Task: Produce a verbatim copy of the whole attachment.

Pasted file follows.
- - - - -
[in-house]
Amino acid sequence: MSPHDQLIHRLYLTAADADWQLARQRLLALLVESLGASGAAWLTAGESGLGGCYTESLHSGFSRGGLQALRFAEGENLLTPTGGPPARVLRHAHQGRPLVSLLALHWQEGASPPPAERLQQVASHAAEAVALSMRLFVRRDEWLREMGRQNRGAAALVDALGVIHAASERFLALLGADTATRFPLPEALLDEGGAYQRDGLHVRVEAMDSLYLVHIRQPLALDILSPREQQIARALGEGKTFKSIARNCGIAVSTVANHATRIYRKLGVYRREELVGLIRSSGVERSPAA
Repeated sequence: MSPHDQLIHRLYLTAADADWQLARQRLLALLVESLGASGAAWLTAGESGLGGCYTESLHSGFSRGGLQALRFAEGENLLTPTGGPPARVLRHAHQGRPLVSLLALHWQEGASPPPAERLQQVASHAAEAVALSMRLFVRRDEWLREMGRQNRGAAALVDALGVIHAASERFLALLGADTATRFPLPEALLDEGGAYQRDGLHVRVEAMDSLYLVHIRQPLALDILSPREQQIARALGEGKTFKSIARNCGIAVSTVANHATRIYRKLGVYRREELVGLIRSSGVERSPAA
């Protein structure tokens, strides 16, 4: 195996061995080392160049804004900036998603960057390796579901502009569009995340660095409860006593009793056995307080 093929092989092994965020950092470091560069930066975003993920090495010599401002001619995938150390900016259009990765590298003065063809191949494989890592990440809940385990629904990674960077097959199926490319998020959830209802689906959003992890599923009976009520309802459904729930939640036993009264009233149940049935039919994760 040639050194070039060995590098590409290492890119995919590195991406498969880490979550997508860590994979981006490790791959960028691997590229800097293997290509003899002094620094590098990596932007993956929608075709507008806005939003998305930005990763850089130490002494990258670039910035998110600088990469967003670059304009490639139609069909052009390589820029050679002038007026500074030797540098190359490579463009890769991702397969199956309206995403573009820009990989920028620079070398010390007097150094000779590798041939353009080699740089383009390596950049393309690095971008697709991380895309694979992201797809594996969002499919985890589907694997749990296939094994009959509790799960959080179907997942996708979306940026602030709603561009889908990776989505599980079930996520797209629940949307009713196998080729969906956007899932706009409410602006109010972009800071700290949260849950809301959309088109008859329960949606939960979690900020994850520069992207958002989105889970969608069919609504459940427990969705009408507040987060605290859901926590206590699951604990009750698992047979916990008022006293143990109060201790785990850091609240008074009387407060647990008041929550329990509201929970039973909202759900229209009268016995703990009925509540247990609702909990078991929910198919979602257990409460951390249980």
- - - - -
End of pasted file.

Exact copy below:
[in-house]
Amino acid sequence: MSPHDQLIHRLYLTAADADWQLARQRLLALLVESLGASGAAWLTAGESGLGGCYTESLHSGFSRGGLQALRFAEGENLLTPTGGPPARVLRHAHQGRPLVSLLALHWQEGASPPPAERLQQVASHAAEAVALSMRLFVRRDEWLREMGRQNRGAAALVDALGVIHAASERFLALLGADTATRFPLPEALLDEGGAYQRDGLHVRVEAMDSLYLVHIRQPLALDILSPREQQIARALGEGKTFKSIARNCGIAVSTVANHATRIYRKLGVYRREELVGLIRSSGVERSPAA
Repeated sequence: MSPHDQLIHRLYLTAADADWQLARQRLLALLVESLGASGAAWLTAGESGLGGCYTESLHSGFSRGGLQALRFAEGENLLTPTGGPPARVLRHAHQGRPLVSLLALHWQEGASPPPAERLQQVASHAAEAVALSMRLFVRRDEWLREMGRQNRGAAALVDALGVIHAASERFLALLGADTATRFPLPEALLDEGGAYQRDGLHVRVEAMDSLYLVHIRQPLALDILSPREQQIARALGEGKTFKSIARNCGIAVSTVANHATRIYRKLGVYRREELVGLIRSSGVERSPAA
């Protein structure tokens, strides 16, 4: 195996061995080392160049804004900036998603960057390796579901502009569009995340660095409860006593009793056995307080 093929092989092994965020950092470091560069930066975003993920090495010599401002001619995938150390900016259009990765590298003065063809191949494989890592990440809940385990629904990674960077097959199926490319998020959830209802689906959003992890599923009976009520309802459904729930939640036993009264009233149940049935039919994760 040639050194070039060995590098590409290492890119995919590195991406498969880490979550997508860590994979981006490790791959960028691997590229800097293997290509003899002094620094590098990596932007993956929608075709507008806005939003998305930005990763850089130490002494990258670039910035998110600088990469967003670059304009490639139609069909052009390589820029050679002038007026500074030797540098190359490579463009890769991702397969199956309206995403573009820009990989920028620079070398010390007097150094000779590798041939353009080699740089383009390596950049393309690095971008697709991380895309694979992201797809594996969002499919985890589907694997749990296939094994009959509790799960959080179907997942996708979306940026602030709603561009889908990776989505599980079930996520797209629940949307009713196998080729969906956007899932706009409410602006109010972009800071700290949260849950809301959309088109008859329960949606939960979690900020994850520069992207958002989105889970969608069919609504459940427990969705009408507040987060605290859901926590206590699951604990009750698992047979916990008022006293143990109060201790785990850091609240008074009387407060647990008041929550329990509201929970039973909202759900229209009268016995703990009925509540247990609702909990078991929910198919979602257990409460951390249980």